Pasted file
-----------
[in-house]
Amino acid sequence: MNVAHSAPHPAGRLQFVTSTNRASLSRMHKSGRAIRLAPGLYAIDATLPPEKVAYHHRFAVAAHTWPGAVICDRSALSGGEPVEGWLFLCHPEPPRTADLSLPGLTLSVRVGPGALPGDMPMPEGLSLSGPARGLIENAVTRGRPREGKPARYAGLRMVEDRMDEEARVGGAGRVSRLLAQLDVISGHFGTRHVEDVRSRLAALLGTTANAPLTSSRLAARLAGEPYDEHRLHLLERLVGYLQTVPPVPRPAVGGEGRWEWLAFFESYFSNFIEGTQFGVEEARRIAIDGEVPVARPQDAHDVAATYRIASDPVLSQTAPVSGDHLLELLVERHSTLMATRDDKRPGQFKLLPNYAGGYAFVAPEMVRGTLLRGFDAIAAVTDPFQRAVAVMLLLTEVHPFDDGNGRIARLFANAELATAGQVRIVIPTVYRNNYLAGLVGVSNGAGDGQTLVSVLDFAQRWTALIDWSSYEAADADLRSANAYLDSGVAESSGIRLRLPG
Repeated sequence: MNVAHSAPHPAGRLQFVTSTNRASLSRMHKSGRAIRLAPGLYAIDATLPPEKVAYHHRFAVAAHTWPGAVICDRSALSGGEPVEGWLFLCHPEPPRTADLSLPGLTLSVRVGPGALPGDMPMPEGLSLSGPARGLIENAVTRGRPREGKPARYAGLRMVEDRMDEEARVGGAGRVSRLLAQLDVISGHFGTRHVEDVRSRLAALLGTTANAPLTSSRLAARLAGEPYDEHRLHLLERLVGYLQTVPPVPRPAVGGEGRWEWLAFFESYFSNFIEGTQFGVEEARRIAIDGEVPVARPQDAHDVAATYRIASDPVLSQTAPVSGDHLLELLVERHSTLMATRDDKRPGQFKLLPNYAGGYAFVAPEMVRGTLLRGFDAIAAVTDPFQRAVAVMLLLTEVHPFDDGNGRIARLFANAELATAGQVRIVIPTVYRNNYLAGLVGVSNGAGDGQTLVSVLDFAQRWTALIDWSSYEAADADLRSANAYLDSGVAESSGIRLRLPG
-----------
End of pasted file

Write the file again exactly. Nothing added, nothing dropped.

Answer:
[in-house]
Amino acid sequence: MNVAHSAPHPAGRLQFVTSTNRASLSRMHKSGRAIRLAPGLYAIDATLPPEKVAYHHRFAVAAHTWPGAVICDRSALSGGEPVEGWLFLCHPEPPRTADLSLPGLTLSVRVGPGALPGDMPMPEGLSLSGPARGLIENAVTRGRPREGKPARYAGLRMVEDRMDEEARVGGAGRVSRLLAQLDVISGHFGTRHVEDVRSRLAALLGTTANAPLTSSRLAARLAGEPYDEHRLHLLERLVGYLQTVPPVPRPAVGGEGRWEWLAFFESYFSNFIEGTQFGVEEARRIAIDGEVPVARPQDAHDVAATYRIASDPVLSQTAPVSGDHLLELLVERHSTLMATRDDKRPGQFKLLPNYAGGYAFVAPEMVRGTLLRGFDAIAAVTDPFQRAVAVMLLLTEVHPFDDGNGRIARLFANAELATAGQVRIVIPTVYRNNYLAGLVGVSNGAGDGQTLVSVLDFAQRWTALIDWSSYEAADADLRSANAYLDSGVAESSGIRLRLPG
Repeated sequence: MNVAHSAPHPAGRLQFVTSTNRASLSRMHKSGRAIRLAPGLYAIDATLPPEKVAYHHRFAVAAHTWPGAVICDRSALSGGEPVEGWLFLCHPEPPRTADLSLPGLTLSVRVGPGALPGDMPMPEGLSLSGPARGLIENAVTRGRPREGKPARYAGLRMVEDRMDEEARVGGAGRVSRLLAQLDVISGHFGTRHVEDVRSRLAALLGTTANAPLTSSRLAARLAGEPYDEHRLHLLERLVGYLQTVPPVPRPAVGGEGRWEWLAFFESYFSNFIEGTQFGVEEARRIAIDGEVPVARPQDAHDVAATYRIASDPVLSQTAPVSGDHLLELLVERHSTLMATRDDKRPGQFKLLPNYAGGYAFVAPEMVRGTLLRGFDAIAAVTDPFQRAVAVMLLLTEVHPFDDGNGRIARLFANAELATAGQVRIVIPTVYRNNYLAGLVGVSNGAGDGQTLVSVLDFAQRWTALIDWSSYEAADADLRSANAYLDSGVAESSGIRLRLPG